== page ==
GANDHI’S THREE ELEMENTS OF NONVIOLENT SOCIAL CHANGE A comprehensive program of nonviolent social change was viewed by Gandhi as having three main aspects. These three elements inform and guide this discussion series, as well as the other VPT activities:
Personal Resilience – individual practices to improve our lives and ways of living, sustaining ourselves and increasing power-from-within.
Resistance – the practice of various forms of nonviolent action against social injustices, violence, oppression, and domination.
Constructive Programs – community efforts to transform society, building “a new society in the shell of the old” that embodies nonviolent values.
"Building a new society within the shell of the old” starts --
in our garden and our community, in our actions and our rest, in our work and our relationships.
Trusting the power that arises when people gather to share their lives and labors, the Voluntown Peace Trust invites into collaboration those who long for a just and peaceful world.
At the Voluntown Peace Trust (Peace Trust, VPT), we are committed to those who benefit least from the current structure of society—especially people struggling against racial, sexual, gender, environmental, and economic injustice. These struggles guide all Peace Trust activities, which include retreats, workshops, summer camps, agricultural projects, community organizing, and campaign building. Our work emerges from three aspects of social transformation: personal change to find healthier ways of being and relating; political action to challenge oppressive structures; and constructive programs to foster alternatives to those structures.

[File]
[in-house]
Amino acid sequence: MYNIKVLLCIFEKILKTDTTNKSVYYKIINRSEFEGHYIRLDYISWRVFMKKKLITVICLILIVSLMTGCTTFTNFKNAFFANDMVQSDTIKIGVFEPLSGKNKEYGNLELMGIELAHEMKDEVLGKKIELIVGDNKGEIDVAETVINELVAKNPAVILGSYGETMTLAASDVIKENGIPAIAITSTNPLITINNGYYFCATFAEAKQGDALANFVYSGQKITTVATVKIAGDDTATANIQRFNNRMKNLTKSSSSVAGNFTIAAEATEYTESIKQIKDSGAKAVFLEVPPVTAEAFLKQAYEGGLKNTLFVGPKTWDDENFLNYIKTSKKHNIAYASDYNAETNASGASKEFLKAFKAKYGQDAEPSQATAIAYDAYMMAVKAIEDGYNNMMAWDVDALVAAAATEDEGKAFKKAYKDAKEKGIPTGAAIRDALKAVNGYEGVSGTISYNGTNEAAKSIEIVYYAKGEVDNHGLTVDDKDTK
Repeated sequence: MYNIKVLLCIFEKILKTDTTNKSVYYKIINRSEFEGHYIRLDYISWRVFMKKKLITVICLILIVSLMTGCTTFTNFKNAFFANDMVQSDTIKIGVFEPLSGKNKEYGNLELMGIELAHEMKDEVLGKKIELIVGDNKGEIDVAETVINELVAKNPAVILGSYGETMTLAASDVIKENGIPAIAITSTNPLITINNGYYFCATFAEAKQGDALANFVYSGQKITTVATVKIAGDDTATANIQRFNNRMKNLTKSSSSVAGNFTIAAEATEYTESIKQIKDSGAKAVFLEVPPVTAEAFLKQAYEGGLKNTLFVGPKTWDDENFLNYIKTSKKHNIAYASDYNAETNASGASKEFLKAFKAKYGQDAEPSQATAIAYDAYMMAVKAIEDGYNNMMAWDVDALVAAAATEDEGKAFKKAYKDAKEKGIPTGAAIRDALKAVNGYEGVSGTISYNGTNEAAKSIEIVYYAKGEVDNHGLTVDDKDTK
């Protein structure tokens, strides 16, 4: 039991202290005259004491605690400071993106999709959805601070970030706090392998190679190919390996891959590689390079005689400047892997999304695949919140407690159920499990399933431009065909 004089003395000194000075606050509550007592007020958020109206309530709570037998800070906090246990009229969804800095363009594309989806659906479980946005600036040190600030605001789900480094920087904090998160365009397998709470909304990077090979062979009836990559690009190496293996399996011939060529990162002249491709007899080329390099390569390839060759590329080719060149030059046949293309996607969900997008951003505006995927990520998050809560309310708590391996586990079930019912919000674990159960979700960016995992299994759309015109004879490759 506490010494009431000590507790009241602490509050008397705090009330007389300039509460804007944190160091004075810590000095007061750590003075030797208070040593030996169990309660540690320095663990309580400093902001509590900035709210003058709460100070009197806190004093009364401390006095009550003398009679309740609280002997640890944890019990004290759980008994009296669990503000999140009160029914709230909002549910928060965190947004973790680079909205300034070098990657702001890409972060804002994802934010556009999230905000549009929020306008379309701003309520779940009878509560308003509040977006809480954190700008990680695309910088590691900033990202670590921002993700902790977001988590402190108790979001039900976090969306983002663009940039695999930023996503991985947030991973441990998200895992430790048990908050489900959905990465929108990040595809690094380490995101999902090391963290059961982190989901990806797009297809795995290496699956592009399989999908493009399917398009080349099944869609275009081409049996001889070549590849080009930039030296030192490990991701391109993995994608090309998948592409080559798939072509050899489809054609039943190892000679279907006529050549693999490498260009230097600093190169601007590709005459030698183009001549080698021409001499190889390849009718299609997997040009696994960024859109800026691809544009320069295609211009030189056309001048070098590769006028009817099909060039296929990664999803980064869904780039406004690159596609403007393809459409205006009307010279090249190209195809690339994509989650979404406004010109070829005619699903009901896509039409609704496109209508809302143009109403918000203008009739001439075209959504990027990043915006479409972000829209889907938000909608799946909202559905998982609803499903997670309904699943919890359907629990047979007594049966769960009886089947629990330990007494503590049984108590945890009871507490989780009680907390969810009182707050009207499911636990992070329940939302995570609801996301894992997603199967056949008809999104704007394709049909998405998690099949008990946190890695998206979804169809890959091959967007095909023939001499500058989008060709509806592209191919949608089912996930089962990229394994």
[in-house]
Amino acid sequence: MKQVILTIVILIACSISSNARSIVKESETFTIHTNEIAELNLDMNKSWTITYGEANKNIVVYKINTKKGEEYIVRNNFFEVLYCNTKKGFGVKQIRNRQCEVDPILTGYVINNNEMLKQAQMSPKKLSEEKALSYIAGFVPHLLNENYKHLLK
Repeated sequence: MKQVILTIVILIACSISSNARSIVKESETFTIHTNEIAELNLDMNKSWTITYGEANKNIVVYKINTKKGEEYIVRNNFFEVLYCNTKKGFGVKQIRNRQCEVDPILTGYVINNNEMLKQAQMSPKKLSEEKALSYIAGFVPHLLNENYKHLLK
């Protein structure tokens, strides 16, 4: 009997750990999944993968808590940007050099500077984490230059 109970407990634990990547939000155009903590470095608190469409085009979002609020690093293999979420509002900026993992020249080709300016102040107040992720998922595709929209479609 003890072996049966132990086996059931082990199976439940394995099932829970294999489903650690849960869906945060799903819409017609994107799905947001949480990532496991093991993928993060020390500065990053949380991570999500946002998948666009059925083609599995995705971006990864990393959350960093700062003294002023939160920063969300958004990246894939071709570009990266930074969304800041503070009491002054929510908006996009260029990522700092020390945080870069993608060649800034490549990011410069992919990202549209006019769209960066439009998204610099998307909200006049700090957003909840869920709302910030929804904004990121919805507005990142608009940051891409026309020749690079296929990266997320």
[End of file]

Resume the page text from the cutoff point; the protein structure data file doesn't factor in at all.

The Peace Trust rests on 54.75 acres in Voluntown, Connecticut, centrally located between New York, Hartford, Boston, and Providence. For over 50 years, this land has been the site of nonviolence training and action, cooperative living, and equity-based economics. With this history, along with wooded trails and streams, gardens, and retreat and conference facilities, VPT is poised to strengthen movements and build coalitions across issues. Our experiments in sustainable living, organic agriculture, and community building invite people to explore practical responses to global and bio-regional concerns, both on site at the Peace Trust and in their own lives. Our aim is to work alongside people in movements that can persist apart from VPT.